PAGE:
The Placements You’re Using

Different placements can result in different ad costs. Instagram newsfeed ads cost more than their Facebook counterpart, and Stories historically have a lower cost than feed ads (though this isn’t always the case).

Instagram placements

 

Image source: AdEspresso

You should always choose the placements best suited to your campaign, if necessary, and just remember to factor in the different potential costs overtime.

If keeping ad costs lower with placements is particularly important to you, you can create campaigns that utilise a number of different placements in addition to Instagram. While your CPC on Instagram placements themselves won’t be any lower, it will give you the chance to run the same campaigns you’re already executing on other platforms with much lower CPCs, lowering your average CPC overall.

Competition In the Marketplace & Seasonal Events   

Competition in the marketplace, as we’ve discussed already, will affect ad costs. This is typically why CPCs will increase during the holiday season, when advertisers everywhere are scrambling to get their share of the Christmas-and-Hanukkah-present pie. When the market is flooded, it doesn’t change the fact that ad space is limited, and costs typically go up as a result.

Competition In the Marketplace & Seasonal Events

Sometimes, new ad placements will roll out, and this can temporarily help lower or maintain rising ad costs by offering up additional placement options.

Unfortunately, ad costs will rise and fall during the year, and there isn’t always a ton of rhyme or reason to it. You should, however, be prepared for ad costs to increase during key marketing times, like the Super Bowl, Soccer Cup, and the holiday season.

Ad Fatigue

Ad fatigue isn’t typically considered a factor that affects cost, but even though it isn’t something that Facebook and Instagram use to determine what you pay, I think it’s a little naive to believe that it doesn’t matter.

Know how you see the same exact ad on a single social media platform for what feels like ten days in a row? You know exactly what the headline says and what that video offers, and you’ve maybe even clicked all the way through to the landing page and then decided “no thanks?” You’re sick of the ad, but you keep seeing it, because the algorithms know you haven’t converted. That’s ad fatigue. And it matters.

Ad Fatigue

 

Ad fatigue essentially is what happens when people see your ad too often. Even though some initial repeat exposure can lead to an increase in conversions, seeing the ad too many times will drop your CPC rate, can cause people to hide your ad, and then start to affect the ad relevance score. This can start to affect cost in turn.

To keep an eye out for ad fatigue, watch your Frequency metric on each campaign, which tells you how often a single user, on average, is seeing that campaign. If it creeps up past 3, either expand the audience, revamp the campaign, or pause it all together.

So How Much Can I Expect to Pay?

I know, I know. We’ve gotten this far into the post and I haven’t even given you a single number yet for a reasonable bid or what you might expect to pay on Instagram. Let’s change that.

There’s a lot of data online that’s giving a wide range of different costs for Instagram.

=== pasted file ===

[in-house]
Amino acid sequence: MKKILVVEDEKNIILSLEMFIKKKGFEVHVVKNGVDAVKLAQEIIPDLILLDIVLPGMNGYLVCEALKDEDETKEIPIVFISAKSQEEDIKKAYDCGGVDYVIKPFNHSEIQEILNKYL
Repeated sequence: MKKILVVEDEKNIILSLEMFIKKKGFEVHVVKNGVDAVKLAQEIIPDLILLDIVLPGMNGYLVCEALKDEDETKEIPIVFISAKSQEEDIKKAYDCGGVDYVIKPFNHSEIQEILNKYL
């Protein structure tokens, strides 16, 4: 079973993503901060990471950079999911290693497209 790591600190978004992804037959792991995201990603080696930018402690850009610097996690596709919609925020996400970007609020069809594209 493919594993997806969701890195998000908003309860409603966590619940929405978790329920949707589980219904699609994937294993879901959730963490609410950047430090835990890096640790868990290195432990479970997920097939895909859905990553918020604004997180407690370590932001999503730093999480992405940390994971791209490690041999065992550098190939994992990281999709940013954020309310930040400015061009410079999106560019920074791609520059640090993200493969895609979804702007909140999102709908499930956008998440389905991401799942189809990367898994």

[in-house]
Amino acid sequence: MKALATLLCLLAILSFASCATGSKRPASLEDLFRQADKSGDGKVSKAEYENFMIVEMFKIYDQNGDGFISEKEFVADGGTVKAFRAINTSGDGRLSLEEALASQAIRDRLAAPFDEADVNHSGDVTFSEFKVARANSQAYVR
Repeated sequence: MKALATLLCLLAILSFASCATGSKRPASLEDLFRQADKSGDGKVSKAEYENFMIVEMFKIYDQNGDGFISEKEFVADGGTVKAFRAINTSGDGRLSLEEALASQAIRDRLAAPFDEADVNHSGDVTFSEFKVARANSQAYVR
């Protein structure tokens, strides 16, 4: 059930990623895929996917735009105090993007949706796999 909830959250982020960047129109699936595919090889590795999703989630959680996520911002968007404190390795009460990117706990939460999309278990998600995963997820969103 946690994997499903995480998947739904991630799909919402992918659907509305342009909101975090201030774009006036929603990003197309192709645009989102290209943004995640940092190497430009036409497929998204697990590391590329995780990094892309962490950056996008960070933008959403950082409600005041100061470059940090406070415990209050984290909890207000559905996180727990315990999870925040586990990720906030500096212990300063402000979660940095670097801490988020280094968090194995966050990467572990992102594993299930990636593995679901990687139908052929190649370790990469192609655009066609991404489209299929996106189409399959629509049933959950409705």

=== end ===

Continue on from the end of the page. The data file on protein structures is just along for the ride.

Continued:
One study from ThriveHive found that the average CPM (cost per thousand views) of Instagram Ads was $6.70 in 2017, which was drastically higher than Facebook at the time.

What’s interesting is that while Facebook costs have increased, Instagram’s have sometimes fallen, and a recent post from WordStream notes that the gaps in cost between the two may be closing in. Now, they’ve stated that a highly-targeted campaign (which can cost more than general targeting) costs around $5 on average for a thousand impressions. The same study also noted that single-image ads were typically the most expensive (likely due to lower CTR), while carousel and video ads typically cost less and performed stronger.

Meanwhile, data from AdEspresso has revealed that Stories typically cost less than feed placements (with the exception being the month they first rolled out), costing around $0.40 less on average. This study also found that location played an important role; Viet Nam had the highest CPC of $3.73 and Liechtenstein had the lowest at $1.37.

With all the data at hand, current research points to the fact that you can expect to pay somewhere up to $3 per click (though hopefully less) and around $5 per thousand views for Instagram Ads.

Note that when you’re looking at these numbers that they’re simple guidelines and averages on the data we currently have. I’ve worked with clients who was thrilled with a $8.39 CPC, while one came to me appalled with their current performance and looking to lower their $1.10 CPC. Look at the data, but also look at what’s normal for you so far before you make drastic decisions about ad performance.

Conclusion  

Instagram advertising costs are really anything but stable, especially if you’re looking for a specific, to-the-penny number you can expect to pay per click. With drastic changes happening in the marketplace on a regular basis, costs will naturally fluctuate, so all the numbers discussed in this posts are benchmarks-- useful guidelines to keep in mind.

You may find that your CPCs are consistently higher than the numbers we’ve shared above; this happens for some audiences and in some industries. If this is consistent for your brand, your relevance score is high, and you’re coming out with a positive ROI, then you’re still in the clear and you might just have a more expensive audience. Keep a careful eye on your ad performance, and when you know what’s normal for you, you’ll be able to spot anything out of the ordinary-- including campaigns worth pausing-- very quickly.